has apparently ceased, a few recurring warm days suffice to bring out
54 CEREAL AND FORAGE INSECTS. i
the adults in considerable numbers, and as long as there are any heads &
in which to oviposit they will continue to breed, although without the
regularity of the warm season, their development being entirely
dependent upon a sufficiently high temperature. On November 25,
1908, the writer discovered, in a field near Grand Prairie, Tex.,
several stalks of sorghum which had been allowed to stand after the
last crop had been harvested. Examination of seed in these heads
revealed a number of midge pupae, which, after remaining in the warm
office at Dallas for 24 hours, yielded a number of adults. Later these
heads were sent to Washington, where they were kept throughout the
winter at outdoor temperature, which was very low, and a careful
dissection of these heads during the month of January showed that all
the pupae had transformed into adults during the time the heads were
in the heated room at Dallas, leaving nothing but the true hibernating
"cocooned larvae" to carry the species over winter. It appears from
this that artificial heat will not develop "cocooned larvae" that have
been found late in the season.
As previously stated, the true hibernating form of the midge is the
"cocooned larva." Although naked pupae derived from normal
larvae can be found during the winter months, this "cocooned larva"
is the one form which, if the heads are subjected to extreme cold,
will perpetuate the species. Normal pupae will stand considerable
cold, and later, upon being exposed to sufficiently high temperature,
will emerge, but the "cocooned larvae," when once they have been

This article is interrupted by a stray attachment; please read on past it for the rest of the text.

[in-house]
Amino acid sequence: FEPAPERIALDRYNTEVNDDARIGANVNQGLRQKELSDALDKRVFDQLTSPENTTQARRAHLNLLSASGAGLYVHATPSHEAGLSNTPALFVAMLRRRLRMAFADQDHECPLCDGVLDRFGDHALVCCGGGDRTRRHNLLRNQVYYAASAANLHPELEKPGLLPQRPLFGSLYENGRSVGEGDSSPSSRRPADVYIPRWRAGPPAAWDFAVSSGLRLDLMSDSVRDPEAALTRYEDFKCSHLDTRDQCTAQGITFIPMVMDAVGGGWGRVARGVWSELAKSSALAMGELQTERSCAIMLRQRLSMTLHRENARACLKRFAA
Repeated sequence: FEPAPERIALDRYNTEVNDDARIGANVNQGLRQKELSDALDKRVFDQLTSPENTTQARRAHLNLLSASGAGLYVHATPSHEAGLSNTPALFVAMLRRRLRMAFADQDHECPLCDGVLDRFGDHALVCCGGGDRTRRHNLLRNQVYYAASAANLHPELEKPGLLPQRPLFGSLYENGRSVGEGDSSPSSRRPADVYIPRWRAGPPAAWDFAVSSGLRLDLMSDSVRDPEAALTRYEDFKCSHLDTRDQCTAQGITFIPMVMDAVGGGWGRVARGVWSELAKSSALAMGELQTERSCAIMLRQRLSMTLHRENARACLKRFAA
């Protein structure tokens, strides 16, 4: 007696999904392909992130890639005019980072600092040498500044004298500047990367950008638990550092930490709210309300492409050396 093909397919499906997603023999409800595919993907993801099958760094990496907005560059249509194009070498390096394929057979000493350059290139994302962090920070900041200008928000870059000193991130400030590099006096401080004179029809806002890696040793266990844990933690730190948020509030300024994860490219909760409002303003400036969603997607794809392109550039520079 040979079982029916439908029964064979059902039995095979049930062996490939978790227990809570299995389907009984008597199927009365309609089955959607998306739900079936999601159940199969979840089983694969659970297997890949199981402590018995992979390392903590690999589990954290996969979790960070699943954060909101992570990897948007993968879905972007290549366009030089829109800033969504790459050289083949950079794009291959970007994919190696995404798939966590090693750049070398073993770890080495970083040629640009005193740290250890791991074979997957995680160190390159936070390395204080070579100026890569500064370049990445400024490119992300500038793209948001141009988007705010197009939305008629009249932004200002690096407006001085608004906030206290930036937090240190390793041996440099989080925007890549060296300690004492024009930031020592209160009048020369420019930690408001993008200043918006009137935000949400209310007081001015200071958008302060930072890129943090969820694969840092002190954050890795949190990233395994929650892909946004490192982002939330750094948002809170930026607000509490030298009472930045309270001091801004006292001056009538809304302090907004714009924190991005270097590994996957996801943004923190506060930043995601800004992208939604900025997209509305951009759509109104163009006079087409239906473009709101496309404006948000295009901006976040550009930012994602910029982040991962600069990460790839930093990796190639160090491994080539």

subjected to cold, will remain over winter until spring and produce
cocooned pupae and, later, adults. Therefore we can only say that
the sorghum midge hibernates as "cocooned larvae" and naked pupme,
though the preponderance of the former during the winter is very
marked. In addition to the instance cited by the writer at Grand
Prairie, Tex., Prof. Glenn W. Herrick records an instance in which,
after a freeze sufficient to kill the sorghum and kafir, he brought in
infested heads of the latter, from which, after they had been exposed
to the temperature of a heated room, adult midges emerged in large
numbers. Professor Herrick found that the normal pupae and larva
in these heads had not been killed by the freeze.
The occurrence of larvae upon the seed during the winter months
does not indicate the wintering of the midge in this stage, but is
attributable to the habit which the sorghum has of continuing to put
out a number of branch heads during recurring warm days when the
temperature does not become sufficiently low to kill the plant itself.
As already pointed out, the midge likewise will emerge irregularly dur-
ing the winter months, and as these heads present the opportunity,
oviposition takes place. The normal larvae are then formed and during
Bul. 85, Part IV (Revised Bureau of Entomology, U. S. Dept. of Agriculture.
FIG. 1.-EARLY JOHNSON GRASS HEADING AND BLOOMING ON WET BANKS OF SEWAGE
CANAL, SAN ANTONIO, TEX. (ORIGINAL.)
FIG. 2.-RUBBISH LEFT BY REMOVAL OF SORGHUM SHOCKS IN A FIELD NEAR SAN ANTONIO.
THE SORGHUM MIDGE. 55